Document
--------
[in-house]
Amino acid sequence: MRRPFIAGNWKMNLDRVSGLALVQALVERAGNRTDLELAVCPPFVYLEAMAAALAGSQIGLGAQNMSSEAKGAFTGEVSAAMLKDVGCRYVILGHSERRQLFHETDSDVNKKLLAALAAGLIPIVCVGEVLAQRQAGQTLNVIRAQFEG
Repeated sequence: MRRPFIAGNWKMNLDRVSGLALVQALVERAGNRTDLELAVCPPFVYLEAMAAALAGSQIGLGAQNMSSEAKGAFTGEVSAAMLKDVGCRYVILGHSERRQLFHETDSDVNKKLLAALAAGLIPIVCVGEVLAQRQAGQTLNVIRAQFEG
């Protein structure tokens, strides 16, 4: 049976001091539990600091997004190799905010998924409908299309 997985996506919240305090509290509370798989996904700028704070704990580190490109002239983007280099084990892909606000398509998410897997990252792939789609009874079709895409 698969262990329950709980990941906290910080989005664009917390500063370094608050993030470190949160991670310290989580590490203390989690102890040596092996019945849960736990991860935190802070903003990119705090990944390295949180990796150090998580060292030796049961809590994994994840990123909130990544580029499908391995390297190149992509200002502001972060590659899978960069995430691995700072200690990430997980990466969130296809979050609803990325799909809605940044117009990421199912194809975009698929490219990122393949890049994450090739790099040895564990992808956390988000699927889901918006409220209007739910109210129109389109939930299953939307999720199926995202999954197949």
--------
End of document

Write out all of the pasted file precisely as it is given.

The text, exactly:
[in-house]
Amino acid sequence: MRRPFIAGNWKMNLDRVSGLALVQALVERAGNRTDLELAVCPPFVYLEAMAAALAGSQIGLGAQNMSSEAKGAFTGEVSAAMLKDVGCRYVILGHSERRQLFHETDSDVNKKLLAALAAGLIPIVCVGEVLAQRQAGQTLNVIRAQFEG
Repeated sequence: MRRPFIAGNWKMNLDRVSGLALVQALVERAGNRTDLELAVCPPFVYLEAMAAALAGSQIGLGAQNMSSEAKGAFTGEVSAAMLKDVGCRYVILGHSERRQLFHETDSDVNKKLLAALAAGLIPIVCVGEVLAQRQAGQTLNVIRAQFEG
């Protein structure tokens, strides 16, 4: 049976001091539990600091997004190799905010998924409908299309 997985996506919240305090509290509370798989996904700028704070704990580190490109002239983007280099084990892909606000398509998410897997990252792939789609009874079709895409 698969262990329950709980990941906290910080989005664009917390500063370094608050993030470190949160991670310290989580590490203390989690102890040596092996019945849960736990991860935190802070903003990119705090990944390295949180990796150090998580060292030796049961809590994994994840990123909130990544580029499908391995390297190149992509200002502001972060590659899978960069995430691995700072200690990430997980990466969130296809979050609803990325799909809605940044117009990421199912194809975009698929490219990122393949890049994450090739790099040895564990992808956390988000699927889901918006409220209007739910109210129109389109939930299953939307999720199926995202999954197949």